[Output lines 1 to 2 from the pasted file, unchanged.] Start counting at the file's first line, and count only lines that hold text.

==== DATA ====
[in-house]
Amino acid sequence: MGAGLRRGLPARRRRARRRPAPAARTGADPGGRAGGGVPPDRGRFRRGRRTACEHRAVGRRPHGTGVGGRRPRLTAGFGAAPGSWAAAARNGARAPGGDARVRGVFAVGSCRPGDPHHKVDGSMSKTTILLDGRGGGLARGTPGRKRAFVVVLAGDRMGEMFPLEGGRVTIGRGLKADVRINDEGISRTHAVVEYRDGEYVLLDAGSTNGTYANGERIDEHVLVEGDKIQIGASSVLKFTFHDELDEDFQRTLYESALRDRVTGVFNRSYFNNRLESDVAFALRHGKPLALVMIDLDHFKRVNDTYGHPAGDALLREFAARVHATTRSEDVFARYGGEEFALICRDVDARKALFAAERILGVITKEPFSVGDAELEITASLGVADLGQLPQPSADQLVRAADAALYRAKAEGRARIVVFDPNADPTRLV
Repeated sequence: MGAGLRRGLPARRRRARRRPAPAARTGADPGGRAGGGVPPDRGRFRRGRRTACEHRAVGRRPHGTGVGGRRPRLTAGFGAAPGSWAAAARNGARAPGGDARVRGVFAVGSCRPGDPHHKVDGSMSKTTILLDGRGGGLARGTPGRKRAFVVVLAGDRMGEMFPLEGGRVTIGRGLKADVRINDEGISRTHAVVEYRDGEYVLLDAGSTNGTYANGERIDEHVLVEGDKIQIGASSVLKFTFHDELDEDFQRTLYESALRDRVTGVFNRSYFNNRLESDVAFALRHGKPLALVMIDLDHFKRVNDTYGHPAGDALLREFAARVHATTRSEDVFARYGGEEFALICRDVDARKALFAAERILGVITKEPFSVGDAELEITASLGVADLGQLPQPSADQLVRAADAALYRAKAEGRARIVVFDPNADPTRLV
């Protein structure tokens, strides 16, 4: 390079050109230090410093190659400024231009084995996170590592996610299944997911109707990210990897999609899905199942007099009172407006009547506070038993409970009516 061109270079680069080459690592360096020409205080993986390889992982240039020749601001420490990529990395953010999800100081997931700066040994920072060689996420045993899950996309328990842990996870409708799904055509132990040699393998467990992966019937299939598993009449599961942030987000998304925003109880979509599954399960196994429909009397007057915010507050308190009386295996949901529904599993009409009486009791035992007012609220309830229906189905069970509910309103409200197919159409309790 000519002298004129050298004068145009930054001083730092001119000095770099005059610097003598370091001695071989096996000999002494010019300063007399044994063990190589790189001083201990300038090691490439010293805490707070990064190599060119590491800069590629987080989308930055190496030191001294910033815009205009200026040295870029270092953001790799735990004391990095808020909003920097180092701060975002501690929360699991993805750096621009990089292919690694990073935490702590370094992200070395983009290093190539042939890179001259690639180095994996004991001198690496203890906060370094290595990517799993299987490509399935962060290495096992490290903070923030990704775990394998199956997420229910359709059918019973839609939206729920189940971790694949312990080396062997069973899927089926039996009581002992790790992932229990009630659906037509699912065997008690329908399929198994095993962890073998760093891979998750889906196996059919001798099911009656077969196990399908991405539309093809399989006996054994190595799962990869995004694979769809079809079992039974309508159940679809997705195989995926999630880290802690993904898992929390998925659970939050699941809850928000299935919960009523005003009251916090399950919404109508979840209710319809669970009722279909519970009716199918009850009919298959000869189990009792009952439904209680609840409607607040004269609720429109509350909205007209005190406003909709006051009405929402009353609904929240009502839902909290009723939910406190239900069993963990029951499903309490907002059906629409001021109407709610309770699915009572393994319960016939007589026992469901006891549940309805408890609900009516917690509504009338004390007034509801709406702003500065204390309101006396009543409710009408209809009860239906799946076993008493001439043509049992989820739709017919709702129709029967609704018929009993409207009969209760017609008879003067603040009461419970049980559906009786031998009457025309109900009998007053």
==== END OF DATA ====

[in-house]
Amino acid sequence: MGAGLRRGLPARRRRARRRPAPAARTGADPGGRAGGGVPPDRGRFRRGRRTACEHRAVGRRPHGTGVGGRRPRLTAGFGAAPGSWAAAARNGARAPGGDARVRGVFAVGSCRPGDPHHKVDGSMSKTTILLDGRGGGLARGTPGRKRAFVVVLAGDRMGEMFPLEGGRVTIGRGLKADVRINDEGISRTHAVVEYRDGEYVLLDAGSTNGTYANGERIDEHVLVEGDKIQIGASSVLKFTFHDELDEDFQRTLYESALRDRVTGVFNRSYFNNRLESDVAFALRHGKPLALVMIDLDHFKRVNDTYGHPAGDALLREFAARVHATTRSEDVFARYGGEEFALICRDVDARKALFAAERILGVITKEPFSVGDAELEITASLGVADLGQLPQPSADQLVRAADAALYRAKAEGRARIVVFDPNADPTRLV